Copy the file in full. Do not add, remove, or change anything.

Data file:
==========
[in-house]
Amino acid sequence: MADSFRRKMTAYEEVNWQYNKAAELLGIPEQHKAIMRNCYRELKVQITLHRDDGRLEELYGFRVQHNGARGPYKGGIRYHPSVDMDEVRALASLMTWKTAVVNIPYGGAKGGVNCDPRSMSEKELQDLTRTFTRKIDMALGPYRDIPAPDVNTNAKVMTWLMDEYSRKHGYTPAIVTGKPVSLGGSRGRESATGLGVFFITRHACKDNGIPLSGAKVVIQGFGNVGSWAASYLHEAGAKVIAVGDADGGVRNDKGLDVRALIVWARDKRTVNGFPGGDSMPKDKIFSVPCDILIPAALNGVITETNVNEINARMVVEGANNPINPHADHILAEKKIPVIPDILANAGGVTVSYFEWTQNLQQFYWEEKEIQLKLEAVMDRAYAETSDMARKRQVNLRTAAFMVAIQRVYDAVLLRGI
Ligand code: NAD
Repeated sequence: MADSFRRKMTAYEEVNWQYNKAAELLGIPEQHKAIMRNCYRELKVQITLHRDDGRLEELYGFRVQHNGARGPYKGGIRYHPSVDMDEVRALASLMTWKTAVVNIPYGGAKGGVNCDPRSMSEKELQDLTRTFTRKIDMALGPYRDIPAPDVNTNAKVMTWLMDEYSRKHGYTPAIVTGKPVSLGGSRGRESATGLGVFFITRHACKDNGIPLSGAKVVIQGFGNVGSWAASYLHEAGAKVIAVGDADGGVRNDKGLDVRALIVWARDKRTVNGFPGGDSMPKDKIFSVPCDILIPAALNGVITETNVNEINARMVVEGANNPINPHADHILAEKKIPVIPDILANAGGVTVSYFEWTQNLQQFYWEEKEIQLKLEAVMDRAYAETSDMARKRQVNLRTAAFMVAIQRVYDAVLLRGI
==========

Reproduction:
[in-house]
Amino acid sequence: MADSFRRKMTAYEEVNWQYNKAAELLGIPEQHKAIMRNCYRELKVQITLHRDDGRLEELYGFRVQHNGARGPYKGGIRYHPSVDMDEVRALASLMTWKTAVVNIPYGGAKGGVNCDPRSMSEKELQDLTRTFTRKIDMALGPYRDIPAPDVNTNAKVMTWLMDEYSRKHGYTPAIVTGKPVSLGGSRGRESATGLGVFFITRHACKDNGIPLSGAKVVIQGFGNVGSWAASYLHEAGAKVIAVGDADGGVRNDKGLDVRALIVWARDKRTVNGFPGGDSMPKDKIFSVPCDILIPAALNGVITETNVNEINARMVVEGANNPINPHADHILAEKKIPVIPDILANAGGVTVSYFEWTQNLQQFYWEEKEIQLKLEAVMDRAYAETSDMARKRQVNLRTAAFMVAIQRVYDAVLLRGI
Ligand code: NAD
Repeated sequence: MADSFRRKMTAYEEVNWQYNKAAELLGIPEQHKAIMRNCYRELKVQITLHRDDGRLEELYGFRVQHNGARGPYKGGIRYHPSVDMDEVRALASLMTWKTAVVNIPYGGAKGGVNCDPRSMSEKELQDLTRTFTRKIDMALGPYRDIPAPDVNTNAKVMTWLMDEYSRKHGYTPAIVTGKPVSLGGSRGRESATGLGVFFITRHACKDNGIPLSGAKVVIQGFGNVGSWAASYLHEAGAKVIAVGDADGGVRNDKGLDVRALIVWARDKRTVNGFPGGDSMPKDKIFSVPCDILIPAALNGVITETNVNEINARMVVEGANNPINPHADHILAEKKIPVIPDILANAGGVTVSYFEWTQNLQQFYWEEKEIQLKLEAVMDRAYAETSDMARKRQVNLRTAAFMVAIQRVYDAVLLRGI